WordPress is perhaps the best known name in the world of Blogging, CMS' and Open Source and most certainly is a massive entity with over 4 million blogs alone on WordPress.com and countless millions of downloads of their open source cms platform.
All of this in thanks to one young man (and his team of crack developers of course), Matt Mullenweg. We recently had an opportunity to ask Matt a few questions, and here are his replies:
CC: With the recent injection of funding into your company, can you tell us a little about what your plans are and where you plan to take Automattic now that you have some solid funding?
MM: There aren't really plans to change our direction significantly from what it was before. We raised funding because things were working well, not because we wanted to do the opposite of what has worked thus far.
CC: With the recent aquisition of Gravatar and the past formation of Akismet, WordPress, BBPress and your other projects, you've positioned yourself and your company AutoMattic into quite the comfortable niche market. It's obvious that WordPress has become somewhat of the darling of the blog market, if not the CMS market as well. What drove you to make these choices in life and do you have further plans to enhance your offerings with further acquisitions or are you comfortable with where you are in the market today?
MM: Generally the decision to acquire something vs just building it is a matter of time, cost, and how much momentum the existing service has. With Gravatar, for example, it was trivial to replicate technically but already had a great community and was already built in to a million places.
CC: There have been numerous articles touting WordPress as the future of Content Management Systems. What is your view on this? How do you define content management and how it relates to your platform?
MM: I'm not crazy about the term content management. I don't wake up and say "I want to manage some content today!" I want to blog. I want to podcast. To the extent WordPress is a competitor in the CMS space I think it's because we try to re-examine common assumptions that traditional bloated CMSes make.
CC: What do you see as the future of the blog platform?
MM: I'm not sure, but I'm pretty sure that rich media like slideshows, audio, and video are going to be a big part of it.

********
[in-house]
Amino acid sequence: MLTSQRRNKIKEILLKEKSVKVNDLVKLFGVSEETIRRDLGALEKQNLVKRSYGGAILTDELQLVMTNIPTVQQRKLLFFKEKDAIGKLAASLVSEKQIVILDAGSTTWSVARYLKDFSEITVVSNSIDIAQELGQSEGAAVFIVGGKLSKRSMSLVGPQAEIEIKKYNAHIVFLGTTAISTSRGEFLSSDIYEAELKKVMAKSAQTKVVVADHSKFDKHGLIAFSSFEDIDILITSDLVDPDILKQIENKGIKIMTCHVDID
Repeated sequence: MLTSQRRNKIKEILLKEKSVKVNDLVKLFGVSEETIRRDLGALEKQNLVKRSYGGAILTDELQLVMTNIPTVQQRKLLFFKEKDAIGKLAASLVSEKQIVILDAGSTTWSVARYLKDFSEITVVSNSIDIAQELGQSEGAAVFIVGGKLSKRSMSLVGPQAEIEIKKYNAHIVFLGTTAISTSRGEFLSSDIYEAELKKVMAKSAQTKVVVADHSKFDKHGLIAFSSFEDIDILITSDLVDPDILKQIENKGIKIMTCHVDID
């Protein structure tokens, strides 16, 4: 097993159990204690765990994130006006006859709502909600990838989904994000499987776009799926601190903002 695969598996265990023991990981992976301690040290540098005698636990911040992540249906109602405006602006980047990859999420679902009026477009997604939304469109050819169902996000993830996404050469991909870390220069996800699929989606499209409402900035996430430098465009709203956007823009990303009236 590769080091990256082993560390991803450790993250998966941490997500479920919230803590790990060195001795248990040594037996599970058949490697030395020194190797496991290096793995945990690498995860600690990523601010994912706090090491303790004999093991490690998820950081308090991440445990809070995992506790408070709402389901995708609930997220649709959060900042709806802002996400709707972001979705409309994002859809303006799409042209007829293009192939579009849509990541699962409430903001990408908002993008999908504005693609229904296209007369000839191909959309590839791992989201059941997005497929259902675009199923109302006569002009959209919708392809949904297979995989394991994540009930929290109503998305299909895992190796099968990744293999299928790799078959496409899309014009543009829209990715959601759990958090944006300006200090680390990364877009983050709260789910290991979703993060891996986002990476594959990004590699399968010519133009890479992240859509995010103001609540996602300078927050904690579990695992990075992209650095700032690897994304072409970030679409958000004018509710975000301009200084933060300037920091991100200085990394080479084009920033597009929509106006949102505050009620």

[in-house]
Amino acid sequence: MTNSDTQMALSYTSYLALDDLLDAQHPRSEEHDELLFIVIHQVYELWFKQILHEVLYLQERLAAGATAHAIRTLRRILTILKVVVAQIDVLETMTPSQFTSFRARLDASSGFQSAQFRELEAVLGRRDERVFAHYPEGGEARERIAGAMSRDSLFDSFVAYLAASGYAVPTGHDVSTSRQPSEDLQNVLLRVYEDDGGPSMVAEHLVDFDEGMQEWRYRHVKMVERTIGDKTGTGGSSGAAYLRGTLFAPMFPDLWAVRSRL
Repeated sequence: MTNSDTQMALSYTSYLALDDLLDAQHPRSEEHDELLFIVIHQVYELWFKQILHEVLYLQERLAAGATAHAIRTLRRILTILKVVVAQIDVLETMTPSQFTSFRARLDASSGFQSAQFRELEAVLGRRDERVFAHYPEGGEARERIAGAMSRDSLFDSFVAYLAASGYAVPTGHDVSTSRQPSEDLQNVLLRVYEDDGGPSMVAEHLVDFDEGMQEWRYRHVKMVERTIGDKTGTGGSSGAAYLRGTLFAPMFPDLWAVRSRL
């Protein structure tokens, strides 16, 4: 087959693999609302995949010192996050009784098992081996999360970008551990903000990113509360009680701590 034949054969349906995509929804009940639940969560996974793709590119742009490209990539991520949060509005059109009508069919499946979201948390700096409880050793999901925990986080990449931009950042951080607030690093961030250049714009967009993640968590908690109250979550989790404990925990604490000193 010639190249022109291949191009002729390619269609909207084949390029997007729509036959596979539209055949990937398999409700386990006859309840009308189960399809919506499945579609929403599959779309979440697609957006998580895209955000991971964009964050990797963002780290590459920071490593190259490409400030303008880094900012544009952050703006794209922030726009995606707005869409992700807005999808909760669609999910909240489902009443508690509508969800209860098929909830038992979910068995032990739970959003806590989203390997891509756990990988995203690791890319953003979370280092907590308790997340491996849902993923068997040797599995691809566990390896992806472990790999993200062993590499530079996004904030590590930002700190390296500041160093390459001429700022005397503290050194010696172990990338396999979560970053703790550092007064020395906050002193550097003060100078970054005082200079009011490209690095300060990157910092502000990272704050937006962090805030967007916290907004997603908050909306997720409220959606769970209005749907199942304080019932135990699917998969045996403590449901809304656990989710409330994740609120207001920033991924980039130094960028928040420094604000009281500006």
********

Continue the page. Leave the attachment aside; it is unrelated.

CC: What is the future direction of Automattic? Where do you see your company taking you in the next few years?
MM: With Automattic our goals are somewhat modest: to continue to grow our personnel in an organic fashion and keep up with
the explosion of usage in our main products like WordPress.com.
CC: What prompted you to write BBPress? I understand it was written over a couple of days back in 2004. Do you foresee any future
merging of the two platforms?
MM: Nope, bbPress and WordPress will always be separate, though I think their integration could be better. I wrote bbPress
because after a ton of research I couldn't find anything out there that fit my needs. For example as far as I know bbPress was the first forum system to use CSS instead of tables for layout. It was basic stuff like that.
CC: It's no secret that you are a promotor of Open Source software. What prompted you to choose this route?
MM: I've benefited so much from Open Source in my life it just seems fair to give back.
CC: If you could change one thing about your product or it’s offerings what would it be?
MM: At the data layer I'd like if the database names and organization in WordPress were a little more consistent, they sometimes
vary in capitalizations and such because of the legacy of b2.
MM: I don't think it's any one feature or thing, it's the thousands of plugins and themes available for the platform. That community is impossible to duplicate.
CC: Can you give us a sneak peak of upcoming features we can expect?
MM: In 2.7 look for a redesigned dashboard, drag-and-drop reorganization of the dashboard and write pages, and a built-in plugin
browser and installer.
CC: In what ways can Wordpress/Automattic use our help as users?
MM: First and foremost would be to introduce the people you care about to blogging and help them with the technical management and upgrades of using WP.
Second I would say that our support and documentation teams could always use more help. However little you think you know, there's always someone out there that knows less and could use your help. Plus doing support is the single best way I know of to learn WordPress inside and out.
CC: Thank you very much for your time, Matt. We look forward to speaking with you again soon!
Matt's personal blog is at Ma.tt
Mike Johnston Author
Mike started CMS Critic in 2008 and has become a recognizable face and valued expert in the world of content management. He has worked with many small business and enterprises to establish their online presence and to assist with marketing strategies. If you are interested in working with him, drop him a line.